Three and a half years ago I was lucky enough to attend a reading conference in Spokane, Washington where Regie Routman was the keynote speaker. She helped me become a better wife, mother and teacher with one phrase: "The best teachers live a life outside of school." She went on to explain that it is through that living we find our inspiration to teach. I am going to share this message with my students when we return to school on Monday and use it as a catalyst into our new reading, writing, math and science units. We'll launch each study with the same big question: How does what I am studying relate to the way I live outside of school?
I am behind in my professional reading! I am finally getting back to the November issue of The Reading Teacher. I think I glanced at it briefly when I carried it in from the mailbox weeks ago. The article Seven Rules of Engagement; What's Most Important to Know About Motivation to Read by Linda B. Gambrell (2011, pp. 172-177) is a great reminder of the power of motivation for young readers. I am finding the "classroom tips" for each rule most helpful. To be honest, it has been very tricky motivating the group of readers I have this year. Here are a few of the tips I plan on incorporating in January:
1. Begin doing a weekly "teacher book-selling session." Quick share 10-12 books to pique student interest.
2. For those little ones who continue to choose independent reading books that are to difficult..select 4 or 5 books related to the students' interest and then have them choose 2-3 of those while conferring.
3. Don't label any books as "easy." Label them as "hard," "harder," and "hardest."
Hopefully these small steps will help all the readers in my class BELIEVE that they are capable and competent!
We made it to the break! Yeah! I had so much fun with my studnets on the last day of school. We spent the morning caroling with almost half the elementary school and then spent the afternoon reading and playing board games. We had a "Secret Santa Reader" gift exchange and to my amazement all 15 of my students (even those little guys that don't have a lot of stamina built up for reading) spent 25 solid minutes reading and sharing their new books with each other. I am thinking I should wrap books up for "read-to-someone" time in the future! I bought four new board games for our classroom and had each table group open one. They were so excited and now we have more games for rainy/snowy days when we can't be outside. Several students brought games as well. Such a fun way to get to spend time together. Here is an Animoto video I whipped out to share with the kids right before they went home for their much deserved winter break. Enjoy and Happy Holidays!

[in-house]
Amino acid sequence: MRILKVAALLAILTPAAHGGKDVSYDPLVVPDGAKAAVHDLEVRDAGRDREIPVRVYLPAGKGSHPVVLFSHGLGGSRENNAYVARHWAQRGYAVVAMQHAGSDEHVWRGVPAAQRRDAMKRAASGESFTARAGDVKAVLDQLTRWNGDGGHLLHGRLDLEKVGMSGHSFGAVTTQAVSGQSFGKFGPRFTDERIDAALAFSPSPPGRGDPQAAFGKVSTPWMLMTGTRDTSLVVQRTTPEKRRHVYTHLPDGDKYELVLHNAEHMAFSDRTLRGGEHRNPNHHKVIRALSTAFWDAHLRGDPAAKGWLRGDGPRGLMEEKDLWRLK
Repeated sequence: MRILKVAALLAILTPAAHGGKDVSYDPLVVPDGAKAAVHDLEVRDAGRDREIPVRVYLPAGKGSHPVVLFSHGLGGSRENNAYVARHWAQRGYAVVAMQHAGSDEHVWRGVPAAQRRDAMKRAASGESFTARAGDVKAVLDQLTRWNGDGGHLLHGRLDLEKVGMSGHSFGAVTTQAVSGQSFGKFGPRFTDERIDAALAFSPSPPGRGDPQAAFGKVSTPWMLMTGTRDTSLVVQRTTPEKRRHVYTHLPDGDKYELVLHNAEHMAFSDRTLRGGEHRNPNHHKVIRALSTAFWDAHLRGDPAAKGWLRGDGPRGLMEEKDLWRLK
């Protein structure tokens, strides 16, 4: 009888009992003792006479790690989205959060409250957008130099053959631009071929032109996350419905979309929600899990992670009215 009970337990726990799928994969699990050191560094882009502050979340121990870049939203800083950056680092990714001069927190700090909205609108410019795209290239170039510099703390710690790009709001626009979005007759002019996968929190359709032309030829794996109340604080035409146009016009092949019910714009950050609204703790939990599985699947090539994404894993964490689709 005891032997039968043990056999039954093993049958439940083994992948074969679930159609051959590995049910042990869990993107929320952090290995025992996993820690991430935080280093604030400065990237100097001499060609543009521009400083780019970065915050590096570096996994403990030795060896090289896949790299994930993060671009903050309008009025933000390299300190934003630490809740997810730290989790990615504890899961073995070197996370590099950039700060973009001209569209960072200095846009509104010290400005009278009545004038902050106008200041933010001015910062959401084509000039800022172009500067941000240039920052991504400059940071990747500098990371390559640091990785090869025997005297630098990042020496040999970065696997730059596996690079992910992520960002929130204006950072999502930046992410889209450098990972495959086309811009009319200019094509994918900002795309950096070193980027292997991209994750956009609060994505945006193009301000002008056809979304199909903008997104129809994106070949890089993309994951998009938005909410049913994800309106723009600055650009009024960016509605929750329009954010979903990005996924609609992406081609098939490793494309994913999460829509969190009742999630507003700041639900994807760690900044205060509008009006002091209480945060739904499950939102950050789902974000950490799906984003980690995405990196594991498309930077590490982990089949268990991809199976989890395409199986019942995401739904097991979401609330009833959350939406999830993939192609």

Class sizes are bulging across the country right now, but I am lucky to have only 15 students this year. However, many of these little ones are reading and writing below grade level. Because of this I have been studying like crazy to come up with strategies to help them. I have been reading an excellent book called TheSuccessful Inclusive Teacher: Proven Ways to Detect and Correct Special Needs, edited by Joyce S.Choate. Many of my students need a lot of help with sight words (reading and spelling) and fluency. One of the strategies in this book suggested making flash cards with pictures to help students make a visual connection with the word. I decided to try this with the phrases and short sentences for repeated reading that Timothy Rasinski suggests using to help build reading fluency in his book The Fluent Reader, 2003. New York: Scholastic Professional Books. I am introducing ten phrases a week and then students will practice reading and writing them during our Daily 5 word work. I am also sending the list of phrases home with students to practice reading and writing over the weekend. Here are the first three Fluency Practice.
This is a chart I made to help students remember which letter's can have more than one sound. There are few more I will be adding....ow and gh to name a few. I find this chart especially helpful for those kiddo's who struggle with accuracy.
These are some turkey's that we made during our adjectives unit. After reading A Plump and Perky Turkey by Teresa Batemen and Jeff Shelly, and brainstorming a list of adjectives, students created a turkey using acrylic paint, construction paper and paper plates. Students then wrote stories about their turkey's using adjectives. The turkey's and stories were quite entertaining!